Get our free email newsletter with just one click

Pelleas et Melisande review at Garsington Opera, Wormsley – ‘beautiful and devastating’

Andrea Carroll in Pelleas et Mélisande at Garsington Opera. Photo: Tristram Kenton Andrea Carroll in Pelleas et Mélisande at Garsington Opera. Photo: Tristram Kenton
by -

This season Garsington launches a collaboration with the Philharmonia Orchestra, which plays in the pit for the first time under Dutch conductor Jac van Steen.

Their interpretation of Pelleas et Melisande conveys a wonderful range of tonal colours, while its dramatic flow is unstoppable. Rarely has this extraordinary score revealed such exquisite beauty and yet equally hit home with such devastating power.

Following his significant success at Garsington last year with Eugene Onegin, director Michael Boyd demonstrates similar command with Debussy’s symbolist masterpiece. In a work in which many questions are asked but few answered, he preserves the essential mystery of the piece whilst maintaining a clear narrative line.

Lit with considerable imaginative skill by Malcolm Rippeth, Tom Piper’s single set is inspired by the decayed magnificence of disused theatres in Detroit, whose distressed grandeur matches the work’s fin de siècle atmosphere perfectly.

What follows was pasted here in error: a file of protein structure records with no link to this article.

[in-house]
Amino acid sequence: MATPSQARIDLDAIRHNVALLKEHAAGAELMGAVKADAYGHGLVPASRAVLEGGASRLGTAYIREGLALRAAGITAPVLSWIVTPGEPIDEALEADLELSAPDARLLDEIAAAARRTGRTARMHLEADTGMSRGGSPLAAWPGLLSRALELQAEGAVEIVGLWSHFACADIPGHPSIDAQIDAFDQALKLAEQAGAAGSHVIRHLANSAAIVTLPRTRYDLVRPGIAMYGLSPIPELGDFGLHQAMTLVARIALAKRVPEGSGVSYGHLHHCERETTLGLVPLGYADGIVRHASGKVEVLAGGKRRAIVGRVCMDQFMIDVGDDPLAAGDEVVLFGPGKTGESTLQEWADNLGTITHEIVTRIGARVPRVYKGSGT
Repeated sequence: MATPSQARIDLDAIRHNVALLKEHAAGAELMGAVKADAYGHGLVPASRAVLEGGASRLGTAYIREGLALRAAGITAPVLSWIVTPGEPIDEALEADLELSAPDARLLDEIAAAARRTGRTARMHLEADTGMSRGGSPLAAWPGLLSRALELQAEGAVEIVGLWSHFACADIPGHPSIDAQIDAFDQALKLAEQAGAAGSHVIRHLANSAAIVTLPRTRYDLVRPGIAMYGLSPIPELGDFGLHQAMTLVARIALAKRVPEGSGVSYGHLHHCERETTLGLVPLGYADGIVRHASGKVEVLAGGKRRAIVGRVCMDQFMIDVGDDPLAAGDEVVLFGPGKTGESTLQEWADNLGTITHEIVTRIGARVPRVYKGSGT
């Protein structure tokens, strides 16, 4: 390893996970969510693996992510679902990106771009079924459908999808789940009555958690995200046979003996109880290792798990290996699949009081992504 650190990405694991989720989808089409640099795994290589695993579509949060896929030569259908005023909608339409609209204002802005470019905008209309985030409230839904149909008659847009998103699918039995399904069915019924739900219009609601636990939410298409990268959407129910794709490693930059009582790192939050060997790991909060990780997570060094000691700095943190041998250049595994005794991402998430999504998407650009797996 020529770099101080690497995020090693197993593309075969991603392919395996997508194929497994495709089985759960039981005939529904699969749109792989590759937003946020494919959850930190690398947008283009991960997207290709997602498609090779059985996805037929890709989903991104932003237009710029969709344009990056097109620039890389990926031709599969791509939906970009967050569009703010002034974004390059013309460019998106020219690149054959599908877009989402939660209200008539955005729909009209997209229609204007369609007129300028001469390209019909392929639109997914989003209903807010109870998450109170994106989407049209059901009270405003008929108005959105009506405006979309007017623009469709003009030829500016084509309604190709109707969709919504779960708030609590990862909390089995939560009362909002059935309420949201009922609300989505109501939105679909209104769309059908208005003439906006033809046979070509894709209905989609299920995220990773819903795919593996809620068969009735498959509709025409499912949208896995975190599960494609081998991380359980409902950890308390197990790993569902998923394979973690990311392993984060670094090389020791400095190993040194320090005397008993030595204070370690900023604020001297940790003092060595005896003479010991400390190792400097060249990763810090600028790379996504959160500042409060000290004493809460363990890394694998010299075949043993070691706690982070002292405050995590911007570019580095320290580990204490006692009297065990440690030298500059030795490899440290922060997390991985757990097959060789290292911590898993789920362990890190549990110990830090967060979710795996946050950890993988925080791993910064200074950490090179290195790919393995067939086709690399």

The central performances are admirable. American soprano Andrea Carroll voices her enigmatic Melisande with gently luminous tone and is sensitively partnered by Jonathan McGovern’s eager, lucidly sung Pelleas – cast here as a baritone: unusually, a tenor is also possible – and some would say preferable – in the role. But together they suggest a relationship where two young people fall in love without either of them realising it.

Drawing on the harsher hues of his striking bass-baritone, Paul Gay explores the inner darkness of Pelleas’ jealous half-brother Golaud in a performance whose final stages are painful to witness.

Brian Bannatyne-Scott unites dignity and concern as Arkel, while Susan Bickley turns Genevieve’s rare appearances into highlights. Treble William Davies gives a moving account of Golaud’s young son, Yniold – caught up in a complex of relationships he cannot understand – while Dingle Yandell stands out in the small role of the Doctor, making out of it something memorable.

We need your help…

When you subscribe to The Stage, you’re investing in our journalism. And our journalism is invested in supporting theatre and the performing arts.

The Stage is a family business, operated by the same family since we were founded in 1880. We do not receive government funding. We are not owned by a large corporation. Our editorial is not dictated by ticket sales.

We are fully independent, but this means we rely on revenue from readers to survive.

Help us continue to report on great work across the UK, champion new talent and keep up our investigative journalism that holds the powerful to account. Your subscription helps ensure our journalism can continue.

Subscribers to The Stage get 10% off The Stage Tickets’ price
Michael Boyd’s beautiful and devastating collaboration with conductor Jac van Steen